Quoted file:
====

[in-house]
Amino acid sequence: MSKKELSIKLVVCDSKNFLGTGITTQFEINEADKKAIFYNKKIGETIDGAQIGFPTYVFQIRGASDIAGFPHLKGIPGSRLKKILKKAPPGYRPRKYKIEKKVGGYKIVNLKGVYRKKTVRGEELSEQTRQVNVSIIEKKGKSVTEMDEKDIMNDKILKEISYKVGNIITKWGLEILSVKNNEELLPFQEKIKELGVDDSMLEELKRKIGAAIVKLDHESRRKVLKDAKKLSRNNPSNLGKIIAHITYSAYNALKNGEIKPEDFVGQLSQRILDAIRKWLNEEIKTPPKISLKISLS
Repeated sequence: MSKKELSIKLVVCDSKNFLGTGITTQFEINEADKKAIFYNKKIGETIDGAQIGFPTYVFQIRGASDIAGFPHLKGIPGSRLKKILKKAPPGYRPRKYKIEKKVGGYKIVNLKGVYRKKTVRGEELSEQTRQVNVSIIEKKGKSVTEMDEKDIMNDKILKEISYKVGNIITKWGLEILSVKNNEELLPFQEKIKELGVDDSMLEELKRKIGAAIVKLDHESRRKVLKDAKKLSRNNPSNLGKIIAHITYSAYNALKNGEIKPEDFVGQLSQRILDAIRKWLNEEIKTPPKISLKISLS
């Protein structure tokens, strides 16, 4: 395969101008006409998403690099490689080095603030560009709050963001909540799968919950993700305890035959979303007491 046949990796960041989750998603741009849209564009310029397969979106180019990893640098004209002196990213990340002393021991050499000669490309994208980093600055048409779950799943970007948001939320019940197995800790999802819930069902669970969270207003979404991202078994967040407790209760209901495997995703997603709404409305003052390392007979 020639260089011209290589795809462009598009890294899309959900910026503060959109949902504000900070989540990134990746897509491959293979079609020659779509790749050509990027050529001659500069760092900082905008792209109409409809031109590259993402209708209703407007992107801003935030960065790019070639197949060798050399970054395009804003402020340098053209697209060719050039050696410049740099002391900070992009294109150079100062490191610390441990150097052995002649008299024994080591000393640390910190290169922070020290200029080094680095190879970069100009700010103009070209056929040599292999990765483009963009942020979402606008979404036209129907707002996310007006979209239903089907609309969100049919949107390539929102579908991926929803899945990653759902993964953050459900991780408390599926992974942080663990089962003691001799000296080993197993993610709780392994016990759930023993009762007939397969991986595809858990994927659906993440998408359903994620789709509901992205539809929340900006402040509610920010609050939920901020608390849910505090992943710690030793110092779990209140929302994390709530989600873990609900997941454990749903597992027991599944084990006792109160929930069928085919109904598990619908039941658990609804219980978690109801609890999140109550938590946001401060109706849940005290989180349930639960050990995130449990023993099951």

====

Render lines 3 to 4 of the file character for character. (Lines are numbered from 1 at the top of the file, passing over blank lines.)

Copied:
Repeated sequence: MSKKELSIKLVVCDSKNFLGTGITTQFEINEADKKAIFYNKKIGETIDGAQIGFPTYVFQIRGASDIAGFPHLKGIPGSRLKKILKKAPPGYRPRKYKIEKKVGGYKIVNLKGVYRKKTVRGEELSEQTRQVNVSIIEKKGKSVTEMDEKDIMNDKILKEISYKVGNIITKWGLEILSVKNNEELLPFQEKIKELGVDDSMLEELKRKIGAAIVKLDHESRRKVLKDAKKLSRNNPSNLGKIIAHITYSAYNALKNGEIKPEDFVGQLSQRILDAIRKWLNEEIKTPPKISLKISLS
């Protein structure tokens, strides 16, 4: 395969101008006409998403690099490689080095603030560009709050963001909540799968919950993700305890035959979303007491 046949990796960041989750998603741009849209564009310029397969979106180019990893640098004209002196990213990340002393021991050499000669490309994208980093600055048409779950799943970007948001939320019940197995800790999802819930069902669970969270207003979404991202078994967040407790209760209901495997995703997603709404409305003052390392007979 020639260089011209290589795809462009598009890294899309959900910026503060959109949902504000900070989540990134990746897509491959293979079609020659779509790749050509990027050529001659500069760092900082905008792209109409409809031109590259993402209708209703407007992107801003935030960065790019070639197949060798050399970054395009804003402020340098053209697209060719050039050696410049740099002391900070992009294109150079100062490191610390441990150097052995002649008299024994080591000393640390910190290169922070020290200029080094680095190879970069100009700010103009070209056929040599292999990765483009963009942020979402606008979404036209129907707002996310007006979209239903089907609309969100049919949107390539929102579908991926929803899945990653759902993964953050459900991780408390599926992974942080663990089962003691001799000296080993197993993610709780392994016990759930023993009762007939397969991986595809858990994927659906993440998408359903994620789709509901992205539809929340900006402040509610920010609050939920901020608390849910505090992943710690030793110092779990209140929302994390709530989600873990609900997941454990749903597992027991599944084990006792109160929930069928085919109904598990619908039941658990609804219980978690109801609890999140109550938590946001401060109706849940005290989180349930639960050990995130449990023993099951």